Arthur Warrell (sort of) — 1939

Part of what makes the Christmas season so special and distinct is its incredibly rich iconography: Christmas trees, holly, and wreathes all come to mind at the mention of the holiday. But what else do these things all have in common? They all started as something that had nothing to do with Christianity, and the more you dig into the history behind the contemporary celebration of Christmas, the more bizarre connections you find. Like caroling! It’s difficult to even picture people going door to door singing something that isn’t Christmas music, and top…


John & Yoko / Plastic Ono Band — 1971

Pop stars and Christmas songs are like peanut butter and chocolate: they were always meant to be together, and eventually someone realized there was money to be made. When you have pop artists like Michael Buble, Carrie Underwood, or Mariah Carey signing contracts for Christmas songs, typically you get a middle-of-the-road, innocuous single or album that will get unlimited mall radio play and make cash year after year. But what happens when you get someone with some edge writing a Christmas song? …


Ernst Anschütz — 1824

Part of what makes Christmas music so interesting is its lack of any unified style. The only real rule for writing an enduring Christmas carol is it has to be memorable, but somewhere along the line a few hundred years ago composers started noticing they didn’t even need to start with a song about Christmas to make a new carol. A carol, assuming new lyrics were implemented well and an audience responded positively to it, could be based on melodies from other songs as long as they contained a solid hook. No one seemed to…


Joseph Mohr, Franz Xaver Gruber — 1818

For a season that’s defined by its joyful atmosphere, Christmas music can cover a lot of ground tonally. If you’re hosting a holiday party and you want to get people moving, there’s a handful of playful tracks to fit the mood, but similarly if you wanted something reassuring and comforting, you can easily find a lengthy playlist or two to pair with a blanket and a peppermint mocha. …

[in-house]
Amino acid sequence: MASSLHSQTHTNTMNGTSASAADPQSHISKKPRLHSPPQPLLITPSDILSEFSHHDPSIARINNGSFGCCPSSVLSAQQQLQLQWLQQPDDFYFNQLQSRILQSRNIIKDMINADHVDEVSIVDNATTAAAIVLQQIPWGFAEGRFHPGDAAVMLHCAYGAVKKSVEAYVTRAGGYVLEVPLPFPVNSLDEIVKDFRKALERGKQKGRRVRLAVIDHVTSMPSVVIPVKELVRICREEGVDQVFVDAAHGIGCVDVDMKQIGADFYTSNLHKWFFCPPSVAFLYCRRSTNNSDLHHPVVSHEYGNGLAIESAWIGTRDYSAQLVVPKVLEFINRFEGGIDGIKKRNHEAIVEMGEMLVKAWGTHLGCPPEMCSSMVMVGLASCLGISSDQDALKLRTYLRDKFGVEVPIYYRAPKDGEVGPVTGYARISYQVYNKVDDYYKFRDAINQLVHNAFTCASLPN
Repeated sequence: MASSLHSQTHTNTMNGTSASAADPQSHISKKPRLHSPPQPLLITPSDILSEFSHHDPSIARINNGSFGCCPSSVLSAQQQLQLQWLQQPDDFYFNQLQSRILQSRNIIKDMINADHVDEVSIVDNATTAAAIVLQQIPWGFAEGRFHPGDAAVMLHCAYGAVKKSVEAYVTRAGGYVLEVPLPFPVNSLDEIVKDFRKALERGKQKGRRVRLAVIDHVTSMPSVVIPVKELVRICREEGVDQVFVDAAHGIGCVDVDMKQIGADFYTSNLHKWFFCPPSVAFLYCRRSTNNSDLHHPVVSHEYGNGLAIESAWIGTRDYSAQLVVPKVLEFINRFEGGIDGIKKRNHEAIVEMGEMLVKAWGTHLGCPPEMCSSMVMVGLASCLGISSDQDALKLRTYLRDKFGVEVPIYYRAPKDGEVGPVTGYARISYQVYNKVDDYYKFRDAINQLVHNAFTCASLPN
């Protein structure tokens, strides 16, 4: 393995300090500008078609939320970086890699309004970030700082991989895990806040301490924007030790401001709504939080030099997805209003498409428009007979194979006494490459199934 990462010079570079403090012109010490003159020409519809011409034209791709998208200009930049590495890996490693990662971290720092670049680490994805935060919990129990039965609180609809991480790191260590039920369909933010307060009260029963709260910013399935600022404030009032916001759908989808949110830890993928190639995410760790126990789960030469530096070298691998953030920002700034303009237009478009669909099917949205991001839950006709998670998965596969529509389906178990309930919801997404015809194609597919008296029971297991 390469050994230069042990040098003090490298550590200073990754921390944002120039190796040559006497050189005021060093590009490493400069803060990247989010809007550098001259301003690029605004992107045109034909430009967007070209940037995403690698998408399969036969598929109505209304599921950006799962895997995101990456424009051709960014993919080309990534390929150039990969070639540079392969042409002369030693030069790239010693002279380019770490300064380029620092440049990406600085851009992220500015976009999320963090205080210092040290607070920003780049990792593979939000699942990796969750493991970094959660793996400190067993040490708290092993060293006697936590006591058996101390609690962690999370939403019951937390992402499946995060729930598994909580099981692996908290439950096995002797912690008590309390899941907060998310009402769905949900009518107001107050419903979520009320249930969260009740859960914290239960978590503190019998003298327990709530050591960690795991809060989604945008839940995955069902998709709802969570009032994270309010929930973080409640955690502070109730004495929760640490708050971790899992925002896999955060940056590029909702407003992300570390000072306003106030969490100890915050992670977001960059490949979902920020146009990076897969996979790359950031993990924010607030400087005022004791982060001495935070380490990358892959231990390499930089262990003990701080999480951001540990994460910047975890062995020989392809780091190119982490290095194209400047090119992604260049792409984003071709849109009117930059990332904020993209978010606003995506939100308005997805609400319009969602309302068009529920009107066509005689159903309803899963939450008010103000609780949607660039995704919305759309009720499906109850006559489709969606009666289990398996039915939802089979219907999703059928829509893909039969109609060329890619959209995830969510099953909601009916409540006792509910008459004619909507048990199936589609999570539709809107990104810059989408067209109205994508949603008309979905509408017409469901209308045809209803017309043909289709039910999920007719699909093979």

Hugh Martin & Ralph Blane — 1944

One of the most famous and melancholy Christmas classics, “Have Yourself a Merry Little Christmas” has been performed and recorded year after year after year after year since its creation in 1944, and why not? It’s not just super cozy; it’s also one of the few classic Christmas tunes for the lonely holiday experience. If you’re making a scene for a movie where some sweater-clad wretch sadly looks out a window at gently-falling snow, longingly thinking of their absent partner/family/love interest/mid-west polka king, “Have Yourself a Merry Little Christmas” is the soundtrack.


Frank Loesser — 1944

This thumbnail is already off to a bad start

I think we all knew this one was coming. I’ve been dreading writing about this song. First off, this is not at all a new observation, considering every year inevitably dozens of people write articles about how awful the lyrics are and pointing out the predatory implications of the song, and dozens more write in defense of a classic seasonal song. It’s a tired argument. We get it, “Baby It’s Cold Outside” raises more eyebrows than it does holiday spirits. The song is so suspect, it’s practically…


Traditional — 1833 (kinda)

In the realm of old school English folk tunes, “I Saw Three Ships” is a textbook case. Quick stanzas, simple chord progression, and lyrics so repetitive you’ll be begging to walk the plank or die in a scurvy-charged mutiny. The thing is this one starts to get a little more interesting the more you think about it. Putting aside the fact that hymns and religious music aren’t to be taken literally, the imagery in this song is confusing, to say the least. Let’s look at the second and third verses, for example:

And what was…


William Chatterton Dix (kinda) — 1865

Part of the reason people both love and hate Christmas music is because of how ridiculously catchy it can be. From classics like “Jingle Bells” and “Silent Night” to newer tunes like “Last Christmas,” a their survival depends on them staying in your head because they’re so brutally seasonal. They need to reawaken in your memory after months of absence, unless you’re a weirdo who listens to holiday music all year around, living in equal social stature to Zach Snyder fanboys and people who put ketchup on their steak.


Within a few minutes of arriving at a Daniel Romano show, one will start noticing something you don’t see too often. Middle aged couples in embroidered western tops sip Molson Stock Ales beside 20-somethings in leather jackets and tuques. You catch dudes in Crass t-shirts navigating their way to the merch table surrounded by women in vintage dresses.

Since he started making music, Daniel Romano has excelled in a multitude of genres with a level of authenticity and proficiency that has earned him followers diverse in scenes. Classic country and punk are his most recurring influences, but when looking through…


Polaris 2018 winner Jeremy Dutcher

While waiting for the show to start at the Polaris Gala, I struck up a conversation with the only other underdressed person in the boujee Carlu on Yonge Street. He was a designer, one of the chosen ten illustrators to produce a poster for one of the ten shortlist records. We both felt a bit out of place, which is typically a strong glue to bring people with untucked shirts together.

We got onto the topic of the Polaris Music Prize’s place in the grand musical landscape, and we agreed that Polaris isn’t like other awards. It differs from industry…

Peter Sanfilippo

Toronto-based journalist and creative writer with an interest in music, art, people, and small business. Twitter and Instagram @PeteSanf

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